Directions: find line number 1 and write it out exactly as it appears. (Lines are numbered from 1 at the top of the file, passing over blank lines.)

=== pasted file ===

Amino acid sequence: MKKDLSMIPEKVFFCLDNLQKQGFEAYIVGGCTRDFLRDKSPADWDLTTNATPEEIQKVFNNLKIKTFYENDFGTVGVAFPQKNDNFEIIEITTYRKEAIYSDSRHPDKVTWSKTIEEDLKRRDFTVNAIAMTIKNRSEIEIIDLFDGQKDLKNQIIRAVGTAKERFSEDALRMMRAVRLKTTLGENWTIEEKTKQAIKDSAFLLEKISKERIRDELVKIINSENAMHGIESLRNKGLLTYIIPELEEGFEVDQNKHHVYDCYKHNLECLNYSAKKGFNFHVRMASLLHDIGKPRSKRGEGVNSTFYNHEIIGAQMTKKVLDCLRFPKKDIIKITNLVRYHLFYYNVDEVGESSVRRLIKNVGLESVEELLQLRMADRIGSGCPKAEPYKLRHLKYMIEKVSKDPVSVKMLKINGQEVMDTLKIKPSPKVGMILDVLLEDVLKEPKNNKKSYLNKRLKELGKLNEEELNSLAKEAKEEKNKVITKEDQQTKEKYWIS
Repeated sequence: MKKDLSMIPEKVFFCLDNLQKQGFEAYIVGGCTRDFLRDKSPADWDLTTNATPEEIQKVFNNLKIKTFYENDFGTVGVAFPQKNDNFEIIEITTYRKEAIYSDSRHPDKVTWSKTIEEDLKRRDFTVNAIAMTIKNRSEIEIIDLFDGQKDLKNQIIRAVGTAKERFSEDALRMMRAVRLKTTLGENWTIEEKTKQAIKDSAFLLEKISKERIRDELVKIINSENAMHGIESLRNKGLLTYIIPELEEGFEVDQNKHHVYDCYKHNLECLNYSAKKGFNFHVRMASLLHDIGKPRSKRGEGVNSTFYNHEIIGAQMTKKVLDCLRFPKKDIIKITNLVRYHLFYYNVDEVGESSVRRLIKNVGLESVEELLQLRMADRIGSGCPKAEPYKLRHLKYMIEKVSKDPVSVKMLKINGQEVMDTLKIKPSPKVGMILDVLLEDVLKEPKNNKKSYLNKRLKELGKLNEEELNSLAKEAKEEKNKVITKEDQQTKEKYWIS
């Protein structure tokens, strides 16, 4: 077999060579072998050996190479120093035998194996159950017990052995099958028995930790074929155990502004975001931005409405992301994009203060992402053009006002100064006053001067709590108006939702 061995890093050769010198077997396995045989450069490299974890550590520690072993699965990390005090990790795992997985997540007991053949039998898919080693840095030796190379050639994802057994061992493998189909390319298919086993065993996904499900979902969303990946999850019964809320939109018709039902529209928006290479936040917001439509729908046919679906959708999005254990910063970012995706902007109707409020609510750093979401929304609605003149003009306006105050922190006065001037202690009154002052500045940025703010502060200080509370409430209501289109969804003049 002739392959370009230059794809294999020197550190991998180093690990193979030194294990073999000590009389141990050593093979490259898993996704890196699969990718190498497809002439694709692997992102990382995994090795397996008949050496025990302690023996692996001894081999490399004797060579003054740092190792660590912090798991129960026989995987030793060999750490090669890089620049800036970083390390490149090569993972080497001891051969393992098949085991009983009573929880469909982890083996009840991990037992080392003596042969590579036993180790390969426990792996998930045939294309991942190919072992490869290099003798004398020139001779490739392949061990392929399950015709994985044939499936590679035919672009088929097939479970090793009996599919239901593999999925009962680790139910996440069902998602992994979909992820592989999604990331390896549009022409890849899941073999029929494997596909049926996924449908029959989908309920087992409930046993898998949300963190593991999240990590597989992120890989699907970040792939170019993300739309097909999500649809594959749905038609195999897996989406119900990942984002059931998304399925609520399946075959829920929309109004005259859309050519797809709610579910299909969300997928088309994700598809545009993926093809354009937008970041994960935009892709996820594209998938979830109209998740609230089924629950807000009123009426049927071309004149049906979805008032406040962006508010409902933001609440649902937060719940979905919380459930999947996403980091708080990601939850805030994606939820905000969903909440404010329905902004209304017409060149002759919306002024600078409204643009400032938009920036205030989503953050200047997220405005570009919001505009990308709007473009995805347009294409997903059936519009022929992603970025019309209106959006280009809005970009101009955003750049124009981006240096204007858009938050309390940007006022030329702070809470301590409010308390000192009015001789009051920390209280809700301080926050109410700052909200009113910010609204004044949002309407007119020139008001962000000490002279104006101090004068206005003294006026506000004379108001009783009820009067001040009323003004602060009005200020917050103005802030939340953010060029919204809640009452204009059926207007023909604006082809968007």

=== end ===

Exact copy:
Amino acid sequence: MKKDLSMIPEKVFFCLDNLQKQGFEAYIVGGCTRDFLRDKSPADWDLTTNATPEEIQKVFNNLKIKTFYENDFGTVGVAFPQKNDNFEIIEITTYRKEAIYSDSRHPDKVTWSKTIEEDLKRRDFTVNAIAMTIKNRSEIEIIDLFDGQKDLKNQIIRAVGTAKERFSEDALRMMRAVRLKTTLGENWTIEEKTKQAIKDSAFLLEKISKERIRDELVKIINSENAMHGIESLRNKGLLTYIIPELEEGFEVDQNKHHVYDCYKHNLECLNYSAKKGFNFHVRMASLLHDIGKPRSKRGEGVNSTFYNHEIIGAQMTKKVLDCLRFPKKDIIKITNLVRYHLFYYNVDEVGESSVRRLIKNVGLESVEELLQLRMADRIGSGCPKAEPYKLRHLKYMIEKVSKDPVSVKMLKINGQEVMDTLKIKPSPKVGMILDVLLEDVLKEPKNNKKSYLNKRLKELGKLNEEELNSLAKEAKEEKNKVITKEDQQTKEKYWIS